From Resolution to Action: Achieving Your Running Goals in 2013
It’s February. You’ve registered for the Tamarack Ottawa Race Weekend. Time for the rubber sole to hit the road! The following article provides a few tips for turning a New Year’s running resolution into a specific goal, and finding a training plan to get moving towards that finish line.
Resolutions are great but they can sometimes fall on the vague end of the spectrum: exercise more, eat better, quit smoking, etc. Hard to argue with any of those, but there’s nothing like a specific goal to really get things rolling. Not only will it help define your end result, but it also suggests the path you need to take to get there.
We love the concept of a SMART goal. A SMART goal is:
S – Specific –Whether it’s running your first race, running faster or further than before, or fundraising for charity, there’s nothing like running for setting specific goals. For example, “At the Tamarack Ottawa Race Weekend, my goal is to finish my first 5K race” or “My goal is to break four hours in the marathon.” Either way, nice and specific.
M – Measurable – If you hang out with runners, you know running and measuring go hand in hand. Following from the previous point, “I will know I have achieved my goal if at the end of the Ottawa Marathon the timing clock says 3:59:59 (or better).” Check!
A – Attainable – If you arbitrarily set your sights on breaking the 2-hour marathon barrier, the experts say you’re setting yourself up for disappointment or calamity (or both). Set yourself a good but realistic goal and you’ll be challenged and rewarded. Our section on Training Plans can help with this. So can this handy calculator.
R – Relevant – Relevant goals are goals that matter. The more races you run, the more specific time-based goals will become relevant (e.g. 3:59:59). But there are other ways to make your racing goals relevant—like the opportunity to raise money for a charity that is important to you.
T – Time bound – Finally, it’s important to know when you hope to achieve your goal. If you haven’t registered, now’s the time to give your goal a concrete timeframe, like May 25th or 26th, 2013.
Choosing a Training Plan
Now it’s time to pick a training plan, the roadmap that will guide you from goal to result. Training plans vary widely. A training plan for a first 5K might focus on building fitness and endurance by switching between periods of walking and running, while a marathon training plan with a time goal will include a variety of different types of runs including:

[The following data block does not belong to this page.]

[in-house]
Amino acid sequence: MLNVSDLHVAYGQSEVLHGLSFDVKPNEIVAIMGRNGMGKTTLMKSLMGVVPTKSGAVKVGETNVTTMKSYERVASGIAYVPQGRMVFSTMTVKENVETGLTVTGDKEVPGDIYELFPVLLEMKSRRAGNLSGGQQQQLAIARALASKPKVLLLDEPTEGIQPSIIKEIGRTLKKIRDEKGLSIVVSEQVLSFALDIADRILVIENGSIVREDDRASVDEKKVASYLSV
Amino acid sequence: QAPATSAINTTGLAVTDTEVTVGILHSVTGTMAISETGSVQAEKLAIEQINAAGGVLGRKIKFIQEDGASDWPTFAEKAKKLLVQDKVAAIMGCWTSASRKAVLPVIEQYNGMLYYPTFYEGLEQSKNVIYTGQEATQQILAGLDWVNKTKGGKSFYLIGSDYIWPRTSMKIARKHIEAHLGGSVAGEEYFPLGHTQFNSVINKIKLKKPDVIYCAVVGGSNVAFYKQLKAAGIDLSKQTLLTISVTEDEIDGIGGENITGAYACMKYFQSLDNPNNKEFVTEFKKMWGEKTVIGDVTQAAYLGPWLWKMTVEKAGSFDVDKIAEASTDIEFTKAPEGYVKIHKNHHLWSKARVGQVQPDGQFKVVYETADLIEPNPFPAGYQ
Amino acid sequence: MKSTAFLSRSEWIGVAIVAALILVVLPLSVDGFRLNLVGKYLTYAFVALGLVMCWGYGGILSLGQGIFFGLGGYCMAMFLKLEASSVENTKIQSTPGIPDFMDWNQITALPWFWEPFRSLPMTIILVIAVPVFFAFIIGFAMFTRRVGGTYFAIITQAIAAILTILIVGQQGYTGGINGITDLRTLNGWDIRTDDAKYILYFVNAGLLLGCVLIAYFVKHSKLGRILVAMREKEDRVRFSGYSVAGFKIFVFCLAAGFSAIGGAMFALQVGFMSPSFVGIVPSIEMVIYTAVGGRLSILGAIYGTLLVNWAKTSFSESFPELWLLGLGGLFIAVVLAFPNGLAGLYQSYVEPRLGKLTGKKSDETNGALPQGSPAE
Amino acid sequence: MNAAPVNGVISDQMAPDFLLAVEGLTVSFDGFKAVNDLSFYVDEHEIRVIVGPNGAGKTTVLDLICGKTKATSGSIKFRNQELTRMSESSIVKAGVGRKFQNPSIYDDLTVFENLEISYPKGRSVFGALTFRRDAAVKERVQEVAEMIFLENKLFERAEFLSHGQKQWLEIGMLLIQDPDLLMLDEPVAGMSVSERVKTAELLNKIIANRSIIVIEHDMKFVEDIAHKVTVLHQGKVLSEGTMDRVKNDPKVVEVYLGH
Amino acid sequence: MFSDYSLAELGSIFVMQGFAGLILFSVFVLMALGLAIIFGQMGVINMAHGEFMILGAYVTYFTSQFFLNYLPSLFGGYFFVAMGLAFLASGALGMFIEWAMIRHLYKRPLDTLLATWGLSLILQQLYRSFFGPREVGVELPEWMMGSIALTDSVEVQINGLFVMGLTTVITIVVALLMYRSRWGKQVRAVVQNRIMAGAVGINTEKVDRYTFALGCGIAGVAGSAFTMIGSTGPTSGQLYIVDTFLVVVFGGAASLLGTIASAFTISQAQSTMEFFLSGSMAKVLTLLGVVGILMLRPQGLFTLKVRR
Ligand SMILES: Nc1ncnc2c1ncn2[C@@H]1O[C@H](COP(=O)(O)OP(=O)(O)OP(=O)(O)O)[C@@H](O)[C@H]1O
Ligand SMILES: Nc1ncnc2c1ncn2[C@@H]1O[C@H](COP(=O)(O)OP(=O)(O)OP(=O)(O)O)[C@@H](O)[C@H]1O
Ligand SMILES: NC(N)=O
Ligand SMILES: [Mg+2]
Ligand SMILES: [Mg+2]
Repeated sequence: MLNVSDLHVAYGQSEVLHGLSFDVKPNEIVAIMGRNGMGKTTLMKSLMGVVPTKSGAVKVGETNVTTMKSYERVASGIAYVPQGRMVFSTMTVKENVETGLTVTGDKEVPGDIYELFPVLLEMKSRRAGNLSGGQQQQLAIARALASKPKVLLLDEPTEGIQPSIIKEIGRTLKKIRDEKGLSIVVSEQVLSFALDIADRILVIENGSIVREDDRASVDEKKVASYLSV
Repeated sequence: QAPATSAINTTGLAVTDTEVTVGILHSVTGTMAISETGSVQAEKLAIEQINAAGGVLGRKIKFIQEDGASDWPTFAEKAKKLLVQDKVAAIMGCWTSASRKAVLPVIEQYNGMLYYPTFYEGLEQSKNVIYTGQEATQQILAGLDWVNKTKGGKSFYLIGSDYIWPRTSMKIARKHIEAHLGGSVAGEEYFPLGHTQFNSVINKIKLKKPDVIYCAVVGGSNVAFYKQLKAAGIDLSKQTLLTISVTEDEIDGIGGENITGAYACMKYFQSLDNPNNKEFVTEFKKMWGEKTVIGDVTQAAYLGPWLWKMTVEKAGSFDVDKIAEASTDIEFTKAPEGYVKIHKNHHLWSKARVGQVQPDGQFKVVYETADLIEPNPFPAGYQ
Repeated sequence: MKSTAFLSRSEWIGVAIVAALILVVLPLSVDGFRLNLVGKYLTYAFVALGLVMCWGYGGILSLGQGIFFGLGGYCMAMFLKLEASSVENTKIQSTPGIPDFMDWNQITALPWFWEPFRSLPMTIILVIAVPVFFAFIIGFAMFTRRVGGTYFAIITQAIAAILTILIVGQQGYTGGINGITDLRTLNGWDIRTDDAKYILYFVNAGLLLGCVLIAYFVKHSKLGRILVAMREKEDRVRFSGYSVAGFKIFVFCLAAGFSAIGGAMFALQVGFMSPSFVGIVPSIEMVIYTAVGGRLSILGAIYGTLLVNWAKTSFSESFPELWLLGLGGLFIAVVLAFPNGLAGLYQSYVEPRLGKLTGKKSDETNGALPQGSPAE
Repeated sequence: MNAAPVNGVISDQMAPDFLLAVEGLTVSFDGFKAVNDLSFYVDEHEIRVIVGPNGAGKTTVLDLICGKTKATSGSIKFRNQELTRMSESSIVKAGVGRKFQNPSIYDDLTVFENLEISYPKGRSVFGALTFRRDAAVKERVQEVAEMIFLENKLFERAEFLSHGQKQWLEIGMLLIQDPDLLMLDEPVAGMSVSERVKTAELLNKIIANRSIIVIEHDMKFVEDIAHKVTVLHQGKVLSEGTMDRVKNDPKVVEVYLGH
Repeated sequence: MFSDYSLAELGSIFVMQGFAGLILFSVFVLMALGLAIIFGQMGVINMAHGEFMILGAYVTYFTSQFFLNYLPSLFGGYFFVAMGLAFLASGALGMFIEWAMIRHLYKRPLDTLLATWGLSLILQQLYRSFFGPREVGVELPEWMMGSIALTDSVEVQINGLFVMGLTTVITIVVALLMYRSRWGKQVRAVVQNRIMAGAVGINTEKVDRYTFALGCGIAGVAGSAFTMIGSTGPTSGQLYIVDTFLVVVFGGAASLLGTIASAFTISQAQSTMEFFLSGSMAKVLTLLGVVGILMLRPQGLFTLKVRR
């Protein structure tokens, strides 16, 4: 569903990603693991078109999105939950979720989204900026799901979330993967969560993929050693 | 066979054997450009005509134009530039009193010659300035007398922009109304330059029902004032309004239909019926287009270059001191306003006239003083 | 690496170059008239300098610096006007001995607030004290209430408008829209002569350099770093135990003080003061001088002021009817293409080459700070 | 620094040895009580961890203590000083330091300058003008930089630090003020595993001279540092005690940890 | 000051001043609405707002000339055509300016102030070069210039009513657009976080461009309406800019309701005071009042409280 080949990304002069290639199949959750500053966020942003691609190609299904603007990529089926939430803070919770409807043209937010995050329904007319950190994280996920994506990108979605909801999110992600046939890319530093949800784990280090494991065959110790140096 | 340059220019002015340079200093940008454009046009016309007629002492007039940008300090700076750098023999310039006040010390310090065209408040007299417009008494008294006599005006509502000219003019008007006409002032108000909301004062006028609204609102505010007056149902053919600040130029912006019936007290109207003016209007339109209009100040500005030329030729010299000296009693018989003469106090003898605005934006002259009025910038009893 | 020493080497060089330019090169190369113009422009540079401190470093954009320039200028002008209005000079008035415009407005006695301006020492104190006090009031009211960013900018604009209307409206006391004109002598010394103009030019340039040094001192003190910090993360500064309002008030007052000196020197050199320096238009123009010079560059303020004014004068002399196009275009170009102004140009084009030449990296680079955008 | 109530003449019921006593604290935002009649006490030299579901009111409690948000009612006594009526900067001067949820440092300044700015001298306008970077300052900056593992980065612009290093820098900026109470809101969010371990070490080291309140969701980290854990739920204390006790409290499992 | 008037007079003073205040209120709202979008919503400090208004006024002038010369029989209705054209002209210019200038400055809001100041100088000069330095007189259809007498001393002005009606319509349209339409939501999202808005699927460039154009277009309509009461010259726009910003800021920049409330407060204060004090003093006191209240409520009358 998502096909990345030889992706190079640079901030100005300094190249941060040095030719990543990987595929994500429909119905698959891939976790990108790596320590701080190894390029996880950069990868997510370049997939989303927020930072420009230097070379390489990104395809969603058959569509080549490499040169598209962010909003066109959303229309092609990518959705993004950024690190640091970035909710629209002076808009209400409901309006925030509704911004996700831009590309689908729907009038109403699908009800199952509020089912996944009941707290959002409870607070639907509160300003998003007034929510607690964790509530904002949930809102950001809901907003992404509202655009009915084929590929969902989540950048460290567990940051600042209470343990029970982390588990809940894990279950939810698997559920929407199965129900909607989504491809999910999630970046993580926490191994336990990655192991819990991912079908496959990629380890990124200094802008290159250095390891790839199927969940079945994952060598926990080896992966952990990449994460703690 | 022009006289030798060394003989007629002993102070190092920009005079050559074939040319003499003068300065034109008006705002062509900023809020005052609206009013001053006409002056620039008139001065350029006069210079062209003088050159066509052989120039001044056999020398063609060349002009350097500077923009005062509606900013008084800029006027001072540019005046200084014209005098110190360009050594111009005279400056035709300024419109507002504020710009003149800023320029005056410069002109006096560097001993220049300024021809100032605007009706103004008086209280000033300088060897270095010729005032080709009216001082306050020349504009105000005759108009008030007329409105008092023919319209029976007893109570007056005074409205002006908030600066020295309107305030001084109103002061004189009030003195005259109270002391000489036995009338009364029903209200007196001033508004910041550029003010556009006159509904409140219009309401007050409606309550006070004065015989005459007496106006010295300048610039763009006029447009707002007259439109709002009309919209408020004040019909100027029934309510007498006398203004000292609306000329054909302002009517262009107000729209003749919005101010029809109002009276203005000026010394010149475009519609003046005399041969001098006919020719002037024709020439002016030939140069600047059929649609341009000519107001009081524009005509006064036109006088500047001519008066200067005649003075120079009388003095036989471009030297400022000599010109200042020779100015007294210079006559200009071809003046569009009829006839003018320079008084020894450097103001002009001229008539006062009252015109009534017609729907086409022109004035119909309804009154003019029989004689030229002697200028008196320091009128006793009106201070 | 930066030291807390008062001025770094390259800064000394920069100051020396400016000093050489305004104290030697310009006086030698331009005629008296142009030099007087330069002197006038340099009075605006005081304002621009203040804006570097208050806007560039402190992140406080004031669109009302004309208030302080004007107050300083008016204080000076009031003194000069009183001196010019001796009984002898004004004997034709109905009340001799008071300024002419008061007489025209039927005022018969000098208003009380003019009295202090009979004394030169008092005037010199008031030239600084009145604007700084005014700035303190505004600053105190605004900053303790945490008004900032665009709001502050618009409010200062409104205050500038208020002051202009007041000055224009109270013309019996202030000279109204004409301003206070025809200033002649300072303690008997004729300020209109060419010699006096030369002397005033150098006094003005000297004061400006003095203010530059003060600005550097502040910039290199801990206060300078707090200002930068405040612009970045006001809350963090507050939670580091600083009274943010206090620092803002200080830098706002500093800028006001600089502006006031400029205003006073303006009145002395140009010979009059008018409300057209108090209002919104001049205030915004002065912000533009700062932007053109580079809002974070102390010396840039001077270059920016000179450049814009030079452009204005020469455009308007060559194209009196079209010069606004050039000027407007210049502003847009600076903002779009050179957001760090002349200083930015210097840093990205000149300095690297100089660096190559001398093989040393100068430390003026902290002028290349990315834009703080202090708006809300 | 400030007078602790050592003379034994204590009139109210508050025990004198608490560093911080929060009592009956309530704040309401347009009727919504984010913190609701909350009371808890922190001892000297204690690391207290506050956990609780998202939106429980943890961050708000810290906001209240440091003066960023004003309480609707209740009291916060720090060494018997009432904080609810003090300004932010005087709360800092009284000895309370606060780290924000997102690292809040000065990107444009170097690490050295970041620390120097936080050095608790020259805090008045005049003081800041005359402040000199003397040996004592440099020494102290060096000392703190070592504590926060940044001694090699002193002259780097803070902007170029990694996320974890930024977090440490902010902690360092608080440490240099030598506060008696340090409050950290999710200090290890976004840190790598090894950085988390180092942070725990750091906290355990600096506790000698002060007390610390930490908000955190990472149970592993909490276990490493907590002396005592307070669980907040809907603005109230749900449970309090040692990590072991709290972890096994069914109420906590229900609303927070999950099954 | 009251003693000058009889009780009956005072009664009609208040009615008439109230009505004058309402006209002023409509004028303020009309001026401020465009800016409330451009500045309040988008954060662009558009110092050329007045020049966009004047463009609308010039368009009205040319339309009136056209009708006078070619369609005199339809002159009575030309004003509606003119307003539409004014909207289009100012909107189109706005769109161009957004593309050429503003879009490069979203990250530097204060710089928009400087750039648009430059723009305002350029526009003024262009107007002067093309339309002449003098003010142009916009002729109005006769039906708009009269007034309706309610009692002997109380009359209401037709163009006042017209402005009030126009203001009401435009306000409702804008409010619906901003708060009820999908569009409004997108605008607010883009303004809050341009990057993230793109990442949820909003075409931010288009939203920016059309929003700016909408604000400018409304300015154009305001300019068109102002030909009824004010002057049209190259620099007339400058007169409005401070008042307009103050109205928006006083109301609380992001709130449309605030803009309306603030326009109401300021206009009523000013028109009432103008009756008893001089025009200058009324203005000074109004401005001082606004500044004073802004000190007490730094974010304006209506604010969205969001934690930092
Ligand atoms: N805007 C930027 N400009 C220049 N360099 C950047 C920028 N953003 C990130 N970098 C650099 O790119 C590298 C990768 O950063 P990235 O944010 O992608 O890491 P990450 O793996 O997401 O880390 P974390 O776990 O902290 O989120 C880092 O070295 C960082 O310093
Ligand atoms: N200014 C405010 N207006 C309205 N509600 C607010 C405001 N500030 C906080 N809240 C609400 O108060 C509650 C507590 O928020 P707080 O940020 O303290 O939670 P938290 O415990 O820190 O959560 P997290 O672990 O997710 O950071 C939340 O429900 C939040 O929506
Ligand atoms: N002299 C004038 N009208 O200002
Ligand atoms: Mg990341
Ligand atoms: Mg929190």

- Long runs for endurance
- Tempo runs for speed and pacing
- Hills for strength
- Intervals for speed and versatility
So, in choosing a training plan, you need to account for at least three main factors: your goal (distance, speed or both), your relative fitness level and your available time.
Your current fitness level will help determine what is attainable in a given period of time and, in turn, the schedule you’ll need to follow to move toward the result you want (e.g., how many miles you log in a week, days of rest, pacing). For example, if you’re a beginner distance runner, you’ll need more time to build the fitness and required to achieve certain results.
At the same time, you need to consider what kind of training regimen will fit into your day-to-day schedule, given work, school, family, social life, and so on. After all, a training plan will only be effective if you can actually follow it consistently.
So how can you make sense of all these variables and find the best training plan for you? Here are two easy steps:
- Start by checking out sample training plans online on such sites as at runnersworld.com and coolrunning.com or looking at one of the multitude of books on running training.
- Then sign up for a training group through the Running Room or join one of the great running clubs in Ottawa such as the Run Ottawa Club (the home club of the Tamarack Ottawa Race Weekend) or the Ottawa Running Club.
Joining a club or training group is a particularly great way to find a training plan that works. The advice of a coach will be a huge help in setting an attainable goal and defining the training plan to help you reach it. Not to mention, running with a group is just a great way to stay motivated while training through the cold, dark Canadian winter—something we’ll talk about next month.
In the meantime, check out our interview with Canadian distance running star Reid Coolsaet who suggests that when it comes to training plans, the proof is in the pudding. If you’re able to execute the steps, feel good about your running and start seeing results, well, you’ve got a plan that works. The only thing left to do is run with it!